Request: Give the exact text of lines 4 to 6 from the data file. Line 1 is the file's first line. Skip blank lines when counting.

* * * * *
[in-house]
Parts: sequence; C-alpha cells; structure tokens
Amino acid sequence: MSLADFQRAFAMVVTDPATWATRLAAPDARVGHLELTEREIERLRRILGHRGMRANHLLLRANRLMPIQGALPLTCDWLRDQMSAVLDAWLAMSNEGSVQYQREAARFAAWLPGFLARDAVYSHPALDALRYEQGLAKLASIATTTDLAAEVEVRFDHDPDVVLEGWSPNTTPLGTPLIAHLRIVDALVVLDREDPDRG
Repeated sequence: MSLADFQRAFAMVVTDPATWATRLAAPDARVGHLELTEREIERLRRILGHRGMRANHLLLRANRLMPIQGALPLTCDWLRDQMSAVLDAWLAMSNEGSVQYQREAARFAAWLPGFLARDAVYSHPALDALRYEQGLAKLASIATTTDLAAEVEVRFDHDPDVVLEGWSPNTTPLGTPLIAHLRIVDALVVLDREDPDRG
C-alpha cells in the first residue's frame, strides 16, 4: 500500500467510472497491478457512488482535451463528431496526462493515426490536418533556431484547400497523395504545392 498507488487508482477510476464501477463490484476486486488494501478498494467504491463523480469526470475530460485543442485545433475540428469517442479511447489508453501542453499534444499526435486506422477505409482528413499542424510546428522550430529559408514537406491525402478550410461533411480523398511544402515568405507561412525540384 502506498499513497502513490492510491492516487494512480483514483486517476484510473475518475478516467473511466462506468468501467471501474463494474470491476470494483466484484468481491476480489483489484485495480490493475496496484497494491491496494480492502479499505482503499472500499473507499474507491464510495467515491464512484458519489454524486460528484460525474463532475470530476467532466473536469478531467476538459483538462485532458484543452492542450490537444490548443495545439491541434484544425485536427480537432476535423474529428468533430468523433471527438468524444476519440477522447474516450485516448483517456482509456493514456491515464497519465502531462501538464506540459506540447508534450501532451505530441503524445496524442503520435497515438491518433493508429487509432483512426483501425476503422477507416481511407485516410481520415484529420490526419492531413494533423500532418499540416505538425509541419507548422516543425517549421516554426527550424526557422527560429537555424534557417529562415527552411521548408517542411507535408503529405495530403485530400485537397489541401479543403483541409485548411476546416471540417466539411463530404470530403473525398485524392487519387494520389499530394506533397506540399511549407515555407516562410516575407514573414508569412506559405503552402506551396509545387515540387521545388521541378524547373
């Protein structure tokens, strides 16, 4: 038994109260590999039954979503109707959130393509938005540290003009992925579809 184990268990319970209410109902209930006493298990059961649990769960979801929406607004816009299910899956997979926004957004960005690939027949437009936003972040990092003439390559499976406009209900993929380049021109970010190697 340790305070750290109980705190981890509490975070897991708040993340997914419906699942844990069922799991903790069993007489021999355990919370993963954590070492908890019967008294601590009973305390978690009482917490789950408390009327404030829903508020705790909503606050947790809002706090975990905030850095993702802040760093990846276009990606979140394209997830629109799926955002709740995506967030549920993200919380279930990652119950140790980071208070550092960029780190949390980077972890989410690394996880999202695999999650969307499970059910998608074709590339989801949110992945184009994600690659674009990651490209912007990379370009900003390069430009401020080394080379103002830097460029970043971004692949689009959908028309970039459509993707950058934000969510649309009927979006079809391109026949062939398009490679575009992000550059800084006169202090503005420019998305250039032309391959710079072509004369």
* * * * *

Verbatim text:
Repeated sequence: MSLADFQRAFAMVVTDPATWATRLAAPDARVGHLELTEREIERLRRILGHRGMRANHLLLRANRLMPIQGALPLTCDWLRDQMSAVLDAWLAMSNEGSVQYQREAARFAAWLPGFLARDAVYSHPALDALRYEQGLAKLASIATTTDLAAEVEVRFDHDPDVVLEGWSPNTTPLGTPLIAHLRIVDALVVLDREDPDRG
C-alpha cells in the first residue's frame, strides 16, 4: 500500500467510472497491478457512488482535451463528431496526462493515426490536418533556431484547400497523395504545392 498507488487508482477510476464501477463490484476486486488494501478498494467504491463523480469526470475530460485543442485545433475540428469517442479511447489508453501542453499534444499526435486506422477505409482528413499542424510546428522550430529559408514537406491525402478550410461533411480523398511544402515568405507561412525540384 502506498499513497502513490492510491492516487494512480483514483486517476484510473475518475478516467473511466462506468468501467471501474463494474470491476470494483466484484468481491476480489483489484485495480490493475496496484497494491491496494480492502479499505482503499472500499473507499474507491464510495467515491464512484458519489454524486460528484460525474463532475470530476467532466473536469478531467476538459483538462485532458484543452492542450490537444490548443495545439491541434484544425485536427480537432476535423474529428468533430468523433471527438468524444476519440477522447474516450485516448483517456482509456493514456491515464497519465502531462501538464506540459506540447508534450501532451505530441503524445496524442503520435497515438491518433493508429487509432483512426483501425476503422477507416481511407485516410481520415484529420490526419492531413494533423500532418499540416505538425509541419507548422516543425517549421516554426527550424526557422527560429537555424534557417529562415527552411521548408517542411507535408503529405495530403485530400485537397489541401479543403483541409485548411476546416471540417466539411463530404470530403473525398485524392487519387494520389499530394506533397506540399511549407515555407516562410516575407514573414508569412506559405503552402506551396509545387515540387521545388521541378524547373
């Protein structure tokens, strides 16, 4: 038994109260590999039954979503109707959130393509938005540290003009992925579809 184990268990319970209410109902209930006493298990059961649990769960979801929406607004816009299910899956997979926004957004960005690939027949437009936003972040990092003439390559499976406009209900993929380049021109970010190697 340790305070750290109980705190981890509490975070897991708040993340997914419906699942844990069922799991903790069993007489021999355990919370993963954590070492908890019967008294601590009973305390978690009482917490789950408390009327404030829903508020705790909503606050947790809002706090975990905030850095993702802040760093990846276009990606979140394209997830629109799926955002709740995506967030549920993200919380279930990652119950140790980071208070550092960029780190949390980077972890989410690394996880999202695999999650969307499970059910998608074709590339989801949110992945184009994600690659674009990651490209912007990379370009900003390069430009401020080394080379103002830097460029970043971004692949689009959908028309970039459509993707950058934000969510649309009927979006079809391109026949062939398009490679575009992000550059800084006169202090503005420019998305250039032309391959710079072509004369």